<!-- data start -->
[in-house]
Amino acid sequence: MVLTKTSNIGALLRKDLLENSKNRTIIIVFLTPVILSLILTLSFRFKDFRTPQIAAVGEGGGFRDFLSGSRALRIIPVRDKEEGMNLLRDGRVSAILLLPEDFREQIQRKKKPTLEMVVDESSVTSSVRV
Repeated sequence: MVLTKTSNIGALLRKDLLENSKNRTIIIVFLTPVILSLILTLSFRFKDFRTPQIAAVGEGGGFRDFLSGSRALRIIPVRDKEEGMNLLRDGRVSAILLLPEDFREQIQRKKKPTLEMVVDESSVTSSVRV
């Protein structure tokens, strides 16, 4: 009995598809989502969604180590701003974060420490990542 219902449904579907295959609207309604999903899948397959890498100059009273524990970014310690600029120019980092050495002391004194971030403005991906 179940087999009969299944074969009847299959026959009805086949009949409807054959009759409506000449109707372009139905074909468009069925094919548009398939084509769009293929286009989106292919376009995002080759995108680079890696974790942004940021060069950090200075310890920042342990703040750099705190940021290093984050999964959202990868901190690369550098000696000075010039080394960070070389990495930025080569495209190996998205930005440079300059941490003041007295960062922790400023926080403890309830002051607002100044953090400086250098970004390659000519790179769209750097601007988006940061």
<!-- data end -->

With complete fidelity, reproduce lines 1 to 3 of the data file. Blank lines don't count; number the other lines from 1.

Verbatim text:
[in-house]
Amino acid sequence: MVLTKTSNIGALLRKDLLENSKNRTIIIVFLTPVILSLILTLSFRFKDFRTPQIAAVGEGGGFRDFLSGSRALRIIPVRDKEEGMNLLRDGRVSAILLLPEDFREQIQRKKKPTLEMVVDESSVTSSVRV
Repeated sequence: MVLTKTSNIGALLRKDLLENSKNRTIIIVFLTPVILSLILTLSFRFKDFRTPQIAAVGEGGGFRDFLSGSRALRIIPVRDKEEGMNLLRDGRVSAILLLPEDFREQIQRKKKPTLEMVVDESSVTSSVRV